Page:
Once upon a time, British registered cars produced hours of harmless fun on long car journeys. Anyone else remember the numberplate game?
As someone who can't read or write on a car or a bus (and that includes scrolling on a screen) without becoming a biohazard, long car journeys as a passenger, or even short trips on slow-moving buses, are tedious for me. I can't remember how we came across it but at some point in my childhood we discovered the numberplate game, which passed the time. British numberplates used to include the whole range of numbers from 1 to 999 and you had to spot them in numerical order (so you were not actually collecting numbers, as such, merely looking out for the next one and moving on: no writing involved!)
The old system was replaced in September 2001, a few months before my son was born, and my first thought was They Have Spoiled The Game! Surely it would soon become impossible to play, as older cars disappeared from the roads. Not only that, a few years later the government introduced a scrappage scheme intended to boost the sales of new cars by encouraging people to part with their old ones. I therefore didn't attempt to play the game with my own child. The new registration scheme doesn't lend itself to any very obvious equivalent, as although it has been in place for over 14 years there is quite a limited range of numbers (so far, only 02-15 and 51-65). The previous sequence with prefixes A-Y ran from 1983 to 2001, and before that there was a sequence with suffixes, from 1963 (ish) to 1982. Earlier than that there were also plates with up to three numbers.
On a longish walk down a busy road a few weeks ago for some reason the game popped into my head, and I noticed that many of the cars passing me had pre-2001 plates. I started wondering whether it would still be possible to play the game after all (surely not? How many people have cars that are over 14 years old? OK, I do, but surely it isn't typical?) I then had a little bet with myself, that if I should happen to see an old car with a number 1 I would start again and see how far I could get. Within ten minutes I had seen 1, 2, 3 and 4, in that order. Do not make bets with yourself.
I don't know that I am really obsessive enough to carry on with this all the way to 999, but observations over the past few weeks have led to some surprises. There really are lots of old cars still on the road. Why? Is it a Cardiff thing? Is it just that the economic recovery hasn't reached Cardiff? Do we have better car mechanics than other places? Is it that people may be in work, so have the money to run a car, but are not affluent enough to borrow money for new cars or to buy them outright? A stroll around my neighbourhood revealed over 100 pre-2001 registered cars, with a surprising number of those coming from the pre-1983 sequence. There are even a few which predate the A-Y suffixes, so these vehicles are over 50 years old. Some of them are the classic makes which clearly really do last, but others are not so obviously so (although it is not a bad guide to which manufacturers are good!) I am certainly not going to feel so self-conscious about my own old car in future. While there are, as you might expect, older cars in down-at-heel areas, you will also find them in some more comfortably-off districts, perhaps because there are elderly drivers there who are not quite ready to stop driving altogether but think it is not worthwhile to invest in a new car. In some streets you will pass a row of cars in which all or nearly all are over 14 years old. There are some exceptions (personalised numberplates, or people who have chosen to keep a favourite number from car to car, so the car is not as old as its registration makes it appear) but even so, it's obvious that many people do not change their car at anything like the rate which car manufacturers might hope for. How do they keep going at all, if Cardiff is typical?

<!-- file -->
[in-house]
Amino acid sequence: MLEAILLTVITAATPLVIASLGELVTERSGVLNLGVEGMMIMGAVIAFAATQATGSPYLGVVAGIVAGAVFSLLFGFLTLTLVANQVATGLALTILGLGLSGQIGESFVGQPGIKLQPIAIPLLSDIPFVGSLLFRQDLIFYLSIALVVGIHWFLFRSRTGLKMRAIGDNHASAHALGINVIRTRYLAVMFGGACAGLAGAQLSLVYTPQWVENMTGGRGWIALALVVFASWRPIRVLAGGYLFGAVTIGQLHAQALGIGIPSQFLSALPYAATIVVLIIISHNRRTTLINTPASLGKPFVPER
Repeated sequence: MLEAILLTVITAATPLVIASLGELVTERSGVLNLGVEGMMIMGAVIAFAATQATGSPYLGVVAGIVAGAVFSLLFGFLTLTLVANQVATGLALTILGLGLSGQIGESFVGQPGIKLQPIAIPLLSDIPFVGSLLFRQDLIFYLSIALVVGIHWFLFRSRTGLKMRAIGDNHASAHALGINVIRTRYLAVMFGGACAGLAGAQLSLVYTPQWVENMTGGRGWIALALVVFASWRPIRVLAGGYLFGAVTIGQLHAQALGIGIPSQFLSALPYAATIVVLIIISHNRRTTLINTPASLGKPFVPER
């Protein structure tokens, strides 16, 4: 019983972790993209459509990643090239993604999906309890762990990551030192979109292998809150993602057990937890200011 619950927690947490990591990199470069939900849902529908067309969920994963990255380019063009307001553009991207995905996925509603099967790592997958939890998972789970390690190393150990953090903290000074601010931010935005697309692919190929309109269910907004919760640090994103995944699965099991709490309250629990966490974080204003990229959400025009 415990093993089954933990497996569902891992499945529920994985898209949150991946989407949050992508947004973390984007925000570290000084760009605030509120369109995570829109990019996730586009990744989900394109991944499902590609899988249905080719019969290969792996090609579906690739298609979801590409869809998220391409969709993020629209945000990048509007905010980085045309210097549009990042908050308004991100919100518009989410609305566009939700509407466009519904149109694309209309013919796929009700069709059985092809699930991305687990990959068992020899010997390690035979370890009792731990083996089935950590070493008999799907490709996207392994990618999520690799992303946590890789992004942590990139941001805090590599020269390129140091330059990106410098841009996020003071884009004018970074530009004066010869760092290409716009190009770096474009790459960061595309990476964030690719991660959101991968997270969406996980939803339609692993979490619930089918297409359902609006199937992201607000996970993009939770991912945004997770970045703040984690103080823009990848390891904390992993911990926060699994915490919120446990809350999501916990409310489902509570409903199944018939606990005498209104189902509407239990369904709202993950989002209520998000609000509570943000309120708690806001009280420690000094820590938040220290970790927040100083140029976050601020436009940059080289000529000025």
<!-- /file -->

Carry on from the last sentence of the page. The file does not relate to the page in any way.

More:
The game is really just a harmless pastime, but it does have the side-effect of making you quite observant. Woe to anyone who commits a crime if their car happens to have a number close to one someone playing the game is looking for (although you might feel a bit silly confessing - "Yes, I'm sure the number was 121, I remember because I've been looking for 120 for days and it was annoying seeing the next one"). As far as I can remember, the rate of spotting numbers is not dissimilar to what it was back in the 1970s. More cars on the roads compensate for the new ones which don't count.
I haven't given up yet - a month-long wait for one number nearly made me forget the whole thing, but yesterday I saw the next two numbers within seconds of each other, so I might carry on for a bit longer, and marvel at what I've discovered about the car market in the meantime.